Hey folks, I’m Chris and I’m YOUR Commander Mechanic. You may recognize me from my YouTube Channel or from guesting on major streams around the community—I’m a deck builder and brewer with a very analytical view of the format of Commander. Some have said I take a competitive mindset and apply it to casual Commander, but I prefer to think of it as taking an efficient look at deck building. More of the game is played before you ever sit down at a table with other players.
There’s a lot to be said about other players’ impact on play experience. Expectation mismatches, lack of communication, and differing opinions on what constitutes ‘fun’ can all play a part in how much you enjoy Commander.
Throughout this series I want to take a look at how you can improve play experience—your own and that of others—before you ever play a game. Avoid not being able to play the game due to deck building issues, avoid imposing poor scenarios on others, and ensure you have concentrated efforts in mind when deck building.
But, as always, Commander is about having fun YOUR WAY—don’t let anyone tell you there’s a right or wrong way to play this game.
On The Attack
I famously like to build decks that don’t need to attack. While they can, and often do, I always build in noncombat options to decks. Some feel like combat is a necessity to the format of Commander—if you aren’t attacking, you’re doing it wrong. But often combat can’t occur. Whether it’s one opponent behind a pillow fort effect that you can’t pay for, like a, or the board is mucked up with enough creatures that no one can get through profitably, sometimes the game needs to move forward on an axis that ISN’T attacking.
I’d like to dive into that philosophy further and expand on noncombat wincons. Many feel like this has to be a combo wincon, but there are plenty of ways to deal noncombat damage, accruing incremental value over time, that slowly whittle down opponent life totals and close out a game.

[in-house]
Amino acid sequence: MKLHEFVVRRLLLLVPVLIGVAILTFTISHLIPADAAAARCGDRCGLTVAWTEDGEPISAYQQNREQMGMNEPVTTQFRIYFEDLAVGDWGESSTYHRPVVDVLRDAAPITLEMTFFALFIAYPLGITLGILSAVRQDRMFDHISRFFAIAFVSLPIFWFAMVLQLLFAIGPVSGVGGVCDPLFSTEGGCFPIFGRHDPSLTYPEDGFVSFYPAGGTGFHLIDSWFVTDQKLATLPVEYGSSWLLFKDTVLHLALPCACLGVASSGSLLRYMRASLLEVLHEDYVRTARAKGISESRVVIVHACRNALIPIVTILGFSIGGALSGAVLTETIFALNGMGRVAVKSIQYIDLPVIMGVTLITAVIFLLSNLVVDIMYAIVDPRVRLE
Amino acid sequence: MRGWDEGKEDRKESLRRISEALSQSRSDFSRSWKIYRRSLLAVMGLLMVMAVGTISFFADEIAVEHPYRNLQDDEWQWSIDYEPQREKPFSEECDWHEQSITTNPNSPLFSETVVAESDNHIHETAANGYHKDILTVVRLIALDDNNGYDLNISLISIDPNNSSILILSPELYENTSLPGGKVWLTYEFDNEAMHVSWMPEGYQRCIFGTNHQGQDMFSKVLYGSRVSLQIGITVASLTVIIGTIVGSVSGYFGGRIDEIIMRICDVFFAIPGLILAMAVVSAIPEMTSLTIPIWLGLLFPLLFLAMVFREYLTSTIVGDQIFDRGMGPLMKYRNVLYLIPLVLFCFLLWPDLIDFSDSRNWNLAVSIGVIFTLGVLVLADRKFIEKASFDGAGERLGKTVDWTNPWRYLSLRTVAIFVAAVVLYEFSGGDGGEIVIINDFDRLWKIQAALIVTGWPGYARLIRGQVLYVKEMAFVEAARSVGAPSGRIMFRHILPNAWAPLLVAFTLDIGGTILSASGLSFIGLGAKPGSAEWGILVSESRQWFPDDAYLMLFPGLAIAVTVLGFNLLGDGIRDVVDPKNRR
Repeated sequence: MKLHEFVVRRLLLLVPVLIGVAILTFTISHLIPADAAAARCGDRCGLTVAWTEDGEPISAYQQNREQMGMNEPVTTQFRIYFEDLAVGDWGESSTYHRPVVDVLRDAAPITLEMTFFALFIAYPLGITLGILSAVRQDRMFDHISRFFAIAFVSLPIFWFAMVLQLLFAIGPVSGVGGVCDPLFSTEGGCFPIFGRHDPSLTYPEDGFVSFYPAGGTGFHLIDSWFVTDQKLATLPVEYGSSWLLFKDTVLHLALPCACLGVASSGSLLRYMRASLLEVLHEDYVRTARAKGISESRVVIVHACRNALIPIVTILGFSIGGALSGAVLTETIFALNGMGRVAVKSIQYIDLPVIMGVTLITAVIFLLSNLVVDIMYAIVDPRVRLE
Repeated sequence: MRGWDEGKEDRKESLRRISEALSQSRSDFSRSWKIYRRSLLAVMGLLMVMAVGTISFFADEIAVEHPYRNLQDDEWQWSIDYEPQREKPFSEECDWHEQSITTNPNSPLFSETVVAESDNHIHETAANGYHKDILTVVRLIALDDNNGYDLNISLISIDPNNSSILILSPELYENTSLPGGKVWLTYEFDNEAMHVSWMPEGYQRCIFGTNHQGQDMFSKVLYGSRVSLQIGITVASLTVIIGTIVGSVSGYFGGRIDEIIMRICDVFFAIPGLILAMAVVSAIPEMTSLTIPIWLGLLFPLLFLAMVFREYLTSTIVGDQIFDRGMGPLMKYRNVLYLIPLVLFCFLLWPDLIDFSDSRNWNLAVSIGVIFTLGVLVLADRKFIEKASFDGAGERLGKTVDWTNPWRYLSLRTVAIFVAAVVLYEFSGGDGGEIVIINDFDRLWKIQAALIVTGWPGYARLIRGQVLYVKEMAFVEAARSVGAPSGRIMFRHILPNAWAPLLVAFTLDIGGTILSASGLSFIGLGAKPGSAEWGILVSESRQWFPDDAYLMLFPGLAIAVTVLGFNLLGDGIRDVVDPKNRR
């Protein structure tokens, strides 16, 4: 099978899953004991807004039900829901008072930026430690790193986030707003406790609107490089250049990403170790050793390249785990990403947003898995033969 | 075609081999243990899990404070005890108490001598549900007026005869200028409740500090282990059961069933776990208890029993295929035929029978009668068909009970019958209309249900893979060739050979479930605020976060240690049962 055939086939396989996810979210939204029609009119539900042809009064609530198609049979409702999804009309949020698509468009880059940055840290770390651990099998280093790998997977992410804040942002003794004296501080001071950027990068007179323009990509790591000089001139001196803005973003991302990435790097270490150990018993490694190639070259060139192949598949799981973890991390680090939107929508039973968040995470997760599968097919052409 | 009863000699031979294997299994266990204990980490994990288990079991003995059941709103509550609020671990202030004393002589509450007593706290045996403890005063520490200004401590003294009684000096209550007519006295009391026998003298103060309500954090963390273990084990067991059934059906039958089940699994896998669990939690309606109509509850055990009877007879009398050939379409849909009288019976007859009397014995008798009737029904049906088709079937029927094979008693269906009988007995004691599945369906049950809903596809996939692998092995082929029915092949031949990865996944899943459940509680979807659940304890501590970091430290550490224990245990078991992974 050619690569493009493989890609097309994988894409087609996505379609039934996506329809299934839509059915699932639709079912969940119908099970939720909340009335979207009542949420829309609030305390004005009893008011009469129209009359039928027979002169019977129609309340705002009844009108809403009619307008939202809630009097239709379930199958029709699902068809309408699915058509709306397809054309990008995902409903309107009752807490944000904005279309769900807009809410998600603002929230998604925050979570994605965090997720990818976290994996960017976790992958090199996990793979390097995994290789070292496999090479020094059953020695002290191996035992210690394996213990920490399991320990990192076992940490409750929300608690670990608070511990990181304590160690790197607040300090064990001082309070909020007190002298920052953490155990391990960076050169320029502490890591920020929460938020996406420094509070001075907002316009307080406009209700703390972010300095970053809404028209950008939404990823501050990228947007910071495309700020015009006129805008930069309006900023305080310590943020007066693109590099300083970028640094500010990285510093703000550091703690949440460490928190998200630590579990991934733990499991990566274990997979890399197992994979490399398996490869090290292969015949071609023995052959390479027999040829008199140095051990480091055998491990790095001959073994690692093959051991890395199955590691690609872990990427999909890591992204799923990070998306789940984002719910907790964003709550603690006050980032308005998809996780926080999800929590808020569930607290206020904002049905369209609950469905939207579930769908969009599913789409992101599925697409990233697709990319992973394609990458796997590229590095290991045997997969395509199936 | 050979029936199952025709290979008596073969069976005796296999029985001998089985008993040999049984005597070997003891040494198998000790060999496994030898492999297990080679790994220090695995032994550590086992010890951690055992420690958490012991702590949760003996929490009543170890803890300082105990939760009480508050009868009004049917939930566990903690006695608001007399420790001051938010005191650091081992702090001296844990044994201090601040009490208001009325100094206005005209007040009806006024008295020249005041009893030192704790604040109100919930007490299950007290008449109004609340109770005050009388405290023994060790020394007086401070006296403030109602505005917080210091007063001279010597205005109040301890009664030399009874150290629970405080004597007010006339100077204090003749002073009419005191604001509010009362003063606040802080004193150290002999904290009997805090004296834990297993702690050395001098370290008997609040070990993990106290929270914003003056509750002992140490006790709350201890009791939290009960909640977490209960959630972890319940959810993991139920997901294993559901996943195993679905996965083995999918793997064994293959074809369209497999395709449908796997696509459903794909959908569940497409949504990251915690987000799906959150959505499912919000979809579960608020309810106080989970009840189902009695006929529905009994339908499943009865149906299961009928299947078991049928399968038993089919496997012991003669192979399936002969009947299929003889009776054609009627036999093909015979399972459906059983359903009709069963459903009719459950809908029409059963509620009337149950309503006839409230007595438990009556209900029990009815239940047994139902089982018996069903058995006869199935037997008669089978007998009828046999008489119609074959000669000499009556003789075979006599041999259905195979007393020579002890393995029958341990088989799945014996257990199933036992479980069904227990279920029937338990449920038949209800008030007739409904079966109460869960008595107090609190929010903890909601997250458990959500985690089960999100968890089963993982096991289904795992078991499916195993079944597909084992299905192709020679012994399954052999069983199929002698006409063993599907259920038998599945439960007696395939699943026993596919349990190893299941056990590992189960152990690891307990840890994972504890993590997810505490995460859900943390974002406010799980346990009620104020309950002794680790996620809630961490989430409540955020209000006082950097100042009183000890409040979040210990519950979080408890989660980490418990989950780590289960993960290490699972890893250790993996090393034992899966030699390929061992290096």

After all, every game has to end sometime.
The Pacifist’s Route
Most players will only attack when it benefits them—when there aren’t blockers or when there isn’t going to be a trade, or when they aren’t going to lose resources for attacking. This can lead to situations where there’s a stalemate at the table and everyone is building up armies, looking at their situations and assessing. We’ve all asked ourselves, “Can I attack without losing on the crack-back?” “If I’m shields down do I just lose?” “Can I afford to attack if they can’t afford to attack me afterwards?”
This conundrum happens all the time, especially for decks that are focused on attacking. Voltron decks, aggro decks, go-wide tokens decks… and we as players feel like a single, straightforward strategy is enough for us to ‘get there’.
But what happens when it isn’t?
If for whatever reason—be it a rattlesnake-style card, a pillowfort effect, or a board stall—we can’t attack, how are we going to close out a game? Wait for someone to concede? Stare at each other until someone draws a game-winning-style effect, like an ?
Or do we resort to incremental damage effects and synergies that help win the game in parallel to our primary strategy?
These are effects like, where we can be throwing away disposable tokens to damage the table, putting opponents in a do-or-die scenario.
These are effects like, where we can play lands and get access to more cards, but also damage the whole table simultaneously.
These are effects like, where we can damage the table as we dig for answers to our current predicament.
It’s having a pivot to attacking that’s crucial. And it’s something many overlook.
An Unfriendly Interaction
When you’re in a situation where you can’t attack, some players will default to the age-old solution of “play more removal”. If you can get rid of your opponents’ biggest threats, you can attack and close out a game.
However, interaction is a commodity. A resource. You typically only pack so many pieces of removal in a deck, and using them proactively means you can’t use them reactively. Using ato remove a blocker so you can attack means you can’t use it on an opponent’s creature that may be looking at you next.
So we enter these stalemate scenarios. Do you run MORE removal so you have enough to use both offensively and defensively? Or do you include more pieces within your deck that force your opponents to answer them?